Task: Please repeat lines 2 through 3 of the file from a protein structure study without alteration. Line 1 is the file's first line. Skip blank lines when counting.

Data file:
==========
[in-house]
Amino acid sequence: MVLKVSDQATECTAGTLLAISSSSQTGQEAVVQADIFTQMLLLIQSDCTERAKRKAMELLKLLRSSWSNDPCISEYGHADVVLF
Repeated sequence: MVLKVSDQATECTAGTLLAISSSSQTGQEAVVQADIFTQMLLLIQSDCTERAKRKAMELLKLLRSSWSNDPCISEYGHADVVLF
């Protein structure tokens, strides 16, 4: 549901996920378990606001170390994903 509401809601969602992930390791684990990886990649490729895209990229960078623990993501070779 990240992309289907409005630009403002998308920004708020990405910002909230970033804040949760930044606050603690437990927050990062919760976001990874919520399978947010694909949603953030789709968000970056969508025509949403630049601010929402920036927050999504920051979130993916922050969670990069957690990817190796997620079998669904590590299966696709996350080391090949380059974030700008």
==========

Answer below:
Amino acid sequence: MVLKVSDQATECTAGTLLAISSSSQTGQEAVVQADIFTQMLLLIQSDCTERAKRKAMELLKLLRSSWSNDPCISEYGHADVVLF
Repeated sequence: MVLKVSDQATECTAGTLLAISSSSQTGQEAVVQADIFTQMLLLIQSDCTERAKRKAMELLKLLRSSWSNDPCISEYGHADVVLF